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[GreenYes] Zero waste centre coming to Norfolk?


Zero waste centre coming to Norfolk?

DAN GRIMMER
21 March 2008 11:02

Britain's first zero waste centre could be built in South Norfolk after council bosses signed an agreement to try to create the pioneering �7m facility.

The innovative centre, which could create up to 120 jobs, would be a place where people could take unwanted waste and get paid for it to be taken off their hands, while the items would then be sold to other people.

That would reduce the amount of waste ending up in landfill - help negate the need for controversial plants such as incinerators - and encourage more people to buy into the idea of recycling.

The idea of zero waste centres, also known as resource recovery parks, have taken off in the United States, with one of the most successful based in Berkeley, near San Francisco.

The Urban Ore centre there is an enormous warehouse spread over three acres, filled with everything from rows of toilets and window frames to retro furniture, toys, records and books.

So far the concept has not transferred to the United Kingdom, but Lowestoft-based social enterprise Bright Green wants to replicate that idea in Norfolk.

The centre would be designed to recycle and different a dozen types of waste and discarded materials, with processed products becoming available for immediate resale in their current state or for use in manufacturing.

The 12 categories are: paper, polymers (such as plastics, rubbers, etc, metals, chemicals, textiles, soils, ceramics, green waste, putrescibles (for example food waste and animal slurry), wood and glass.

The idea is that other social enterprises and innovative businesses would also spring up to make use of the resources available at the site.

Yesterday a landmark memo of understanding was signed by Bright Green and South Norfolk Council, which means the authority's officers have agreed to support the scheme and find a site for it, while Bright Green will be responsible for securing money for the site and running it.

The centre will deal with 100,000 tonnes of waste every year, serving between 200,000 and 220,000 people.

Maxine Narburgh , director of Bright Green and a University of East Anglia graduate, said the cost of setting up the centre could be met by obtaining grants from the Government, European funding sources and organisations such as the East of England Development Agency (EEDA).

Money from EEDA, the Environment Agency and Defra (Department for Environment, Food and Rural Affairs) has already been used for research into how the scheme would work and, once up and running, Ms Narburgh said the goal is for the centre to effectively pay for itself, through the sale of reusable items.

Ms Narburgh said: "We will reward people for recycling, so if someone comes with something which has a resale value we will pay them for it. It is effectively paying them for their good behaviour.

"We divide up waste into 12 categories, which we call the "clean dozen", so if we design the centre to take in waste from all of those categories then we can deal with everything, although that might not all be possible in the first phase.

"If, say, it takes 18 months to find a suitable site, secure planning permission and then start the work on the site, we could have it operational within six to eight months of that.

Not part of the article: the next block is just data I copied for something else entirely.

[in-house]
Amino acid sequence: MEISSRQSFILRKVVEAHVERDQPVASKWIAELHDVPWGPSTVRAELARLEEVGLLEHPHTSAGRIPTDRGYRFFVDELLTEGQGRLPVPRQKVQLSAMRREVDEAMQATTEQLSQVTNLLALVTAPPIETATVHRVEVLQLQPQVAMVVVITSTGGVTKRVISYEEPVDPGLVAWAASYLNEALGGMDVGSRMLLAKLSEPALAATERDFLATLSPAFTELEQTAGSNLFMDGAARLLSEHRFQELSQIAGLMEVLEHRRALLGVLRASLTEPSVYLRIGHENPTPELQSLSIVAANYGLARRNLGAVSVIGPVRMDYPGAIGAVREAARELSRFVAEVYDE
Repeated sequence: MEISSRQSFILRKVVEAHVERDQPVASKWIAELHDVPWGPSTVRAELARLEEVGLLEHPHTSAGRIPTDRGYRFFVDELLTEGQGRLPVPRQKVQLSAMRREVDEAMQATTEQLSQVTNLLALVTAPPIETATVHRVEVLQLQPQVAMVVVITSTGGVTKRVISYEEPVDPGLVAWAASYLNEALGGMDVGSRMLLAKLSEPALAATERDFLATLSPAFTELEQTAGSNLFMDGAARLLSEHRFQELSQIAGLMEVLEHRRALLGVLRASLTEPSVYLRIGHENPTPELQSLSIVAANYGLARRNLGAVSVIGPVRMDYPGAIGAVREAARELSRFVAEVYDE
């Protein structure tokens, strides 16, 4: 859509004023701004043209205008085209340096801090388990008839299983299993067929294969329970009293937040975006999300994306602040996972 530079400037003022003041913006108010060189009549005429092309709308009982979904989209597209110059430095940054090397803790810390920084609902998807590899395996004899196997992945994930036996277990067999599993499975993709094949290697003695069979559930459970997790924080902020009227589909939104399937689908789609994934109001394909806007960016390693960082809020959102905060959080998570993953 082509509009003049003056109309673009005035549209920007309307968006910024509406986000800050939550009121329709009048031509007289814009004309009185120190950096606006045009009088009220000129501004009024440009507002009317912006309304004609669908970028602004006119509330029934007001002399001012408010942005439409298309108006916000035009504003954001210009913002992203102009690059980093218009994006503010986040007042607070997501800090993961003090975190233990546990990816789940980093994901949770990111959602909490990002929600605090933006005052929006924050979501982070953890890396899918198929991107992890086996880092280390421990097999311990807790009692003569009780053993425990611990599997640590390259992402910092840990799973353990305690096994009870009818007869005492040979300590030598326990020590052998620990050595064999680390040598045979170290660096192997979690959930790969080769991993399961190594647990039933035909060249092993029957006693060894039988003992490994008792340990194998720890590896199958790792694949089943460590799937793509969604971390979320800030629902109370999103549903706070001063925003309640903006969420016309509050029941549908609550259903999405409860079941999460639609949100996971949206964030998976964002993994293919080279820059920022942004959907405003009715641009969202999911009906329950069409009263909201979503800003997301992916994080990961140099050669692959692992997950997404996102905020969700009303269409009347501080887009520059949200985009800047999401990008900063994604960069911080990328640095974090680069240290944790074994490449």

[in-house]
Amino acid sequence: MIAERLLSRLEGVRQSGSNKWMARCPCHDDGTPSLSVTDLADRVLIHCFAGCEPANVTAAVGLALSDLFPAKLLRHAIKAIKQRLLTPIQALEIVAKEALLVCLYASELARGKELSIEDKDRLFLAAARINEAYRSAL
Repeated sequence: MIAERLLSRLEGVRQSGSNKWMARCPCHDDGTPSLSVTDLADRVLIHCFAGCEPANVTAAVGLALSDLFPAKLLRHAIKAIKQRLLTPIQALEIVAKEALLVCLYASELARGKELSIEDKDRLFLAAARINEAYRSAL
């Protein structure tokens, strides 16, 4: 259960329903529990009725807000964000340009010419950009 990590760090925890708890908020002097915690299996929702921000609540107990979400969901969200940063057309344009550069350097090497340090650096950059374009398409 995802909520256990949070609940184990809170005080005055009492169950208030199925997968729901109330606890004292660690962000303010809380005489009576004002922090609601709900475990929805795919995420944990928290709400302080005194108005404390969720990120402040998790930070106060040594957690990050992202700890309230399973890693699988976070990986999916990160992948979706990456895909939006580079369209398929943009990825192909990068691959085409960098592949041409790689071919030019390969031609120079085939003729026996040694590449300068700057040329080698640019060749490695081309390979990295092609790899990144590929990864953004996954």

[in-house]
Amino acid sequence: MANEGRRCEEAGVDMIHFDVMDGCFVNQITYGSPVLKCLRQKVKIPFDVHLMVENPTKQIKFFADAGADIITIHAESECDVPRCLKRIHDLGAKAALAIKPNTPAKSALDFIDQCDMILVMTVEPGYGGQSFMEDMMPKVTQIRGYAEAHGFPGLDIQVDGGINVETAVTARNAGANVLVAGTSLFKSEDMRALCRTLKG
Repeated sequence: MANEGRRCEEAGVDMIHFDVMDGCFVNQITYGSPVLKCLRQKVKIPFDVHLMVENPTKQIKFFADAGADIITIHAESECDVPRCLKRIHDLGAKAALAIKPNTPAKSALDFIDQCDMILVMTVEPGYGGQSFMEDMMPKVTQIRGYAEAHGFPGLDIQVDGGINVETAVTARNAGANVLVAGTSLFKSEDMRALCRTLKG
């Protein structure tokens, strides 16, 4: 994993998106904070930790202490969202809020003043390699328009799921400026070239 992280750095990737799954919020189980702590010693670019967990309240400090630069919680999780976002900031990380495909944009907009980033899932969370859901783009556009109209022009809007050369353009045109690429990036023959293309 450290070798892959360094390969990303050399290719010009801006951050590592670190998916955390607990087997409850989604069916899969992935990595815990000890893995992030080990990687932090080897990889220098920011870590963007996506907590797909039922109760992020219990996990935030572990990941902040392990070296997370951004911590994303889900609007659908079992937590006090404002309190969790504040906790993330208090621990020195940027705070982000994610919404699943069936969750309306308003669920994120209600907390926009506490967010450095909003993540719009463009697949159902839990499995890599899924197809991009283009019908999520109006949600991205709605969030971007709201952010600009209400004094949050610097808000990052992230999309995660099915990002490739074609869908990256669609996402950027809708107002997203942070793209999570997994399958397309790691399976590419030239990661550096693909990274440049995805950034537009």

"Without the support of the council we would not be in a position to do this and I am delighted they have said they will support us."

David Bills, Hethersett councillor and South Norfolk cabinet member for the environment, said: "This ticks a lot of boxes for us. I first got involved with this last May and from that moment on I have become more and more impressed in the possibilities this idea will create.

"I thought if somebody doesn't do something with this soon we will all miss out so we decided to look at it more closely. I put it to my cabinet colleagues and the finance chaps at the council and the support is there for it.

"We will be working in partnership with Norfolk Waste Partnership, Norfolk County Council, Norwich City Council and Broadland District Council, which will all be able to use the facilities we will be coming up with."

About 1/7th of the waste dealt with by the centre will be from households, with the rest made of trade and business waste.

The move is the latest effort by South Norfolk Council to reduce waste ending up in landfill. Council chairman Joe Mooney recently launched a Say No to plastic bags campaign to encourage families and retailers in the district to stop using plastic bags, and switch to more environmentally friendly alternatives.

Norwich City Council has previously expressed an interest in creating a waste recovery park somewhere in the city, but were hampered by the lack of a suitable site.

And Bright Green's previous proposal to create a zero waste park in Lowestoft came unstuck when the site they were keen on turned out to be a site of archaeological importance.

The scheme was today welcomed by members of NAIL2 (Norfolk Against Incineration and Landfill) who joined the Evening News in the fight to stop Norfolk County Council from allowing a company to build an �90m incinerator in Costessey.

Linda Mitchell, from campaign group NAIL2, said: "We welcome this and it is wonderful news. It's exciting news and I'm very pleased for Maxine, who has made presentations about zero waste to us in the past.

"It's just as shame that South Norfolk Council did not sign up to councillor Tim East's motion for them to oppose incineration."

Do you think a zero waste centre scheme would work in Norfolk? Write to Evening News Letters, Prospect House, Rouen Road, Norwich NR1 1RE or email eveningnewsletters@no.address


 
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